That was in May, and just recently ECI's new division built around Laurel, the Data Networking division, launched its "Multi-Service Access Gateway (MSAG) platform to create a comprehensive solution that delivers a full range of IP video services." (See ECI, Keymile Debut IP DSLAMs.)
And in the future, ECI plans to use the division's IP platform to develop next-generation access and optical products. (See ECI Posts 26 Percent Growth .)
And that wasn't all. It also bought its way into one of the fastest developing, and, from a manufacturing perspective, one of the most cost-effective markets in the world, too, namely China. (See ECI Buys Optical Biz in China.) All in all, ECI knows where it wants to be and is walking the walk as well as talking the talk.
Back in May, JDSU splashed out a cool $760 million on test-and-measurement firm Acterna. Brave stuff. But Acterna is no small fry, with $440 million in revenues in the year to March 2005, and it's one of the leading players in the access network test space, which is a pretty hot place to be, what with all this talk of video over IP and what-not. (See JDSU Buys Into Testy Market, Acterna Puts Video to the Test, and JDSU Unveils Video Testers .)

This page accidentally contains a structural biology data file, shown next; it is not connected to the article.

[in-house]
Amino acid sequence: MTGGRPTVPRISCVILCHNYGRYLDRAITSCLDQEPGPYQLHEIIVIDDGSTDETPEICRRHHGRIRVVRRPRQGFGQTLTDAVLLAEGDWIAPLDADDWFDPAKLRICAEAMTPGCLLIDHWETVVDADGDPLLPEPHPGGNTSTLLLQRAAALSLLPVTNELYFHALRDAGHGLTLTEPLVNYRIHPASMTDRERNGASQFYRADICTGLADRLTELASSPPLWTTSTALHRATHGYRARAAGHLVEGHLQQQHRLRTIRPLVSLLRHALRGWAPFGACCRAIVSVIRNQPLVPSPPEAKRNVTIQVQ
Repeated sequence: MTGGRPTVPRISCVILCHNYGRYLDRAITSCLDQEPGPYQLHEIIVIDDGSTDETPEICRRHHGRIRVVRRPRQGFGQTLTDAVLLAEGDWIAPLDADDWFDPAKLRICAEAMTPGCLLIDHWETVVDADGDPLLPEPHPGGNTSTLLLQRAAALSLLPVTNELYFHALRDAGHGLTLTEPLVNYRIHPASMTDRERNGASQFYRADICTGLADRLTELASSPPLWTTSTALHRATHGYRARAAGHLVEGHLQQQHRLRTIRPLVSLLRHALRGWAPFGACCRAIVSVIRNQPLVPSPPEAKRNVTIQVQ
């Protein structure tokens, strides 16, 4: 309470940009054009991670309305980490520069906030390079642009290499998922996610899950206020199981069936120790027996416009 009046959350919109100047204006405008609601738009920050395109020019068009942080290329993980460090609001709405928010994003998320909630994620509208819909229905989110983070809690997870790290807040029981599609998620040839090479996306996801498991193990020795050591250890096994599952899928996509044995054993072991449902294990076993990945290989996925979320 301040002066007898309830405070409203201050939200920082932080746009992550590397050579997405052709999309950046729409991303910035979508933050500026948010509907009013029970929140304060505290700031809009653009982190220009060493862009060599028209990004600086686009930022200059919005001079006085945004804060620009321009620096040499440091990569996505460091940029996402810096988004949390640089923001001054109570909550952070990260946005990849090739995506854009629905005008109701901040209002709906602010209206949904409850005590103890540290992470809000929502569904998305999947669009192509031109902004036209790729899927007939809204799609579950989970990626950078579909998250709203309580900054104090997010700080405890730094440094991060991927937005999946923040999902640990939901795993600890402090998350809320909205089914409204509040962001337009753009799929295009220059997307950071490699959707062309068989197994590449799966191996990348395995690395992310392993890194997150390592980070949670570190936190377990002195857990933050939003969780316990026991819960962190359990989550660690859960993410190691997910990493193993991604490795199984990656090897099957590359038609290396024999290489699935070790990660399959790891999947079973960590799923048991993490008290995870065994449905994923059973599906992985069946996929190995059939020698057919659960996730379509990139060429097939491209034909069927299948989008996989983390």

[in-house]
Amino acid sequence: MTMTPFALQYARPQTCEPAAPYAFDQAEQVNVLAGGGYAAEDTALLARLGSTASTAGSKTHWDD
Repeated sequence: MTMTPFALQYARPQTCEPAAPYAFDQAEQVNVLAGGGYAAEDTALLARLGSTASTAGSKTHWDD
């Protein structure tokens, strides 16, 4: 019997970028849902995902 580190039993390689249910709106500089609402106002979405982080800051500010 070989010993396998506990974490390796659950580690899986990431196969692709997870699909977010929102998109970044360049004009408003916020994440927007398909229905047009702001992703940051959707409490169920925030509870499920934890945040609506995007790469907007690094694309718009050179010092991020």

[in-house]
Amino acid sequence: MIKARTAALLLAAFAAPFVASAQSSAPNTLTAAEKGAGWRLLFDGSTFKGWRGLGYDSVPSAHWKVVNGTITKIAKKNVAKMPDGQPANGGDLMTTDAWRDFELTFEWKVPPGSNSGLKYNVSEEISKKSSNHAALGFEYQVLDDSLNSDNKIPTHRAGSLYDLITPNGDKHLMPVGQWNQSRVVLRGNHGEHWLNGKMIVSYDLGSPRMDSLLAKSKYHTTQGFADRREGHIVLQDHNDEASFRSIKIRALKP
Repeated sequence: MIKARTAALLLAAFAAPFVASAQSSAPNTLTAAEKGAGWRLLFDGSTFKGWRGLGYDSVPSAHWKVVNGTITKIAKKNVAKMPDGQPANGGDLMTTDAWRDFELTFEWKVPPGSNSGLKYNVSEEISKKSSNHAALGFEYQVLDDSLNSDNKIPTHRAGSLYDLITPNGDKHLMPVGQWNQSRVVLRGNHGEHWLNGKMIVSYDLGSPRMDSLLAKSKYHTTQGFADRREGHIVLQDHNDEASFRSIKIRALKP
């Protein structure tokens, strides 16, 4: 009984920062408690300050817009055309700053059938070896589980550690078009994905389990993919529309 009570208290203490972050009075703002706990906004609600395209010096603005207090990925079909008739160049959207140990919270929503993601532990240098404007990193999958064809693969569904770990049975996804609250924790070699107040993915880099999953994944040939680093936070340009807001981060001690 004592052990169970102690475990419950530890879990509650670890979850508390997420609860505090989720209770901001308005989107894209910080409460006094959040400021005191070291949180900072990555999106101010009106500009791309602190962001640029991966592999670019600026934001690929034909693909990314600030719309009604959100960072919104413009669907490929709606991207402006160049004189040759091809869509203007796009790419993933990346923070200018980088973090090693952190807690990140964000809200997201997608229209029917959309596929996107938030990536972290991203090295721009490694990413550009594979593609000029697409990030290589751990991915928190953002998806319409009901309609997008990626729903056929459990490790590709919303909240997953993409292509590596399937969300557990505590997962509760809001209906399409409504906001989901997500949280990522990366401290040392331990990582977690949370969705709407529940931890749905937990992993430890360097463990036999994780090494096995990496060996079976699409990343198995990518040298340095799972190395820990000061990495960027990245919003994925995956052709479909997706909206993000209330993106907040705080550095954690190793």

The deal takes JDSU into the $1 billion-plus-revenues-per-year region, and "doubles the size of JDSU’s addressable communications market to more than $5 billion. With this acquisition, it becomes the leading provider of optical communications sub-systems and broadband test and measurement systems," gushes the company proudly.
Fast-forward to November, and JDSU big cheese Kevin Kennedy was all smiles about the impact of the deal, though there's still some work to be done in terms of the big picture. (See Revenues Ramp at Test Vendors and JDSU Sells More, Cuts More.)